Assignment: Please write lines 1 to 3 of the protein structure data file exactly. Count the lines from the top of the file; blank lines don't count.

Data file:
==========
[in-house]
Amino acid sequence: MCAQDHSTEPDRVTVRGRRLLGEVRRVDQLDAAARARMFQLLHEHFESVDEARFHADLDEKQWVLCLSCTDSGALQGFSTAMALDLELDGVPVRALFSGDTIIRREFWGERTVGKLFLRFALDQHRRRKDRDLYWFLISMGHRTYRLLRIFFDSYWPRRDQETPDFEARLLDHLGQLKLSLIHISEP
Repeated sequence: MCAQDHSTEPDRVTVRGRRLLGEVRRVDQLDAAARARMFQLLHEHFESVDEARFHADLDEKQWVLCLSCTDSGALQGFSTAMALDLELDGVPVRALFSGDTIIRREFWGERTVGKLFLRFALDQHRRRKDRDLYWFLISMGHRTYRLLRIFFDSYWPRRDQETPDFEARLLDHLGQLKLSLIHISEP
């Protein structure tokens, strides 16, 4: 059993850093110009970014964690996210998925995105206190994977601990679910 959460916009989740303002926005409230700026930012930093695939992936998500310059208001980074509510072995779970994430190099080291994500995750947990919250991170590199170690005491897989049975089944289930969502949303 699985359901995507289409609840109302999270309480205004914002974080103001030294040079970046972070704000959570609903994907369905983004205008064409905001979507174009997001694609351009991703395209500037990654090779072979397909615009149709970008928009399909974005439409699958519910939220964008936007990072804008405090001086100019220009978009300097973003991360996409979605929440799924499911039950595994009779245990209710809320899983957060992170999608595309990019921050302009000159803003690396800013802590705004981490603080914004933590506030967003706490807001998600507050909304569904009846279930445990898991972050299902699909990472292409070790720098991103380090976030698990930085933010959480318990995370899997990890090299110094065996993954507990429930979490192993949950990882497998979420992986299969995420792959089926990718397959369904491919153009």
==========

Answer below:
[in-house]
Amino acid sequence: MCAQDHSTEPDRVTVRGRRLLGEVRRVDQLDAAARARMFQLLHEHFESVDEARFHADLDEKQWVLCLSCTDSGALQGFSTAMALDLELDGVPVRALFSGDTIIRREFWGERTVGKLFLRFALDQHRRRKDRDLYWFLISMGHRTYRLLRIFFDSYWPRRDQETPDFEARLLDHLGQLKLSLIHISEP
Repeated sequence: MCAQDHSTEPDRVTVRGRRLLGEVRRVDQLDAAARARMFQLLHEHFESVDEARFHADLDEKQWVLCLSCTDSGALQGFSTAMALDLELDGVPVRALFSGDTIIRREFWGERTVGKLFLRFALDQHRRRKDRDLYWFLISMGHRTYRLLRIFFDSYWPRRDQETPDFEARLLDHLGQLKLSLIHISEP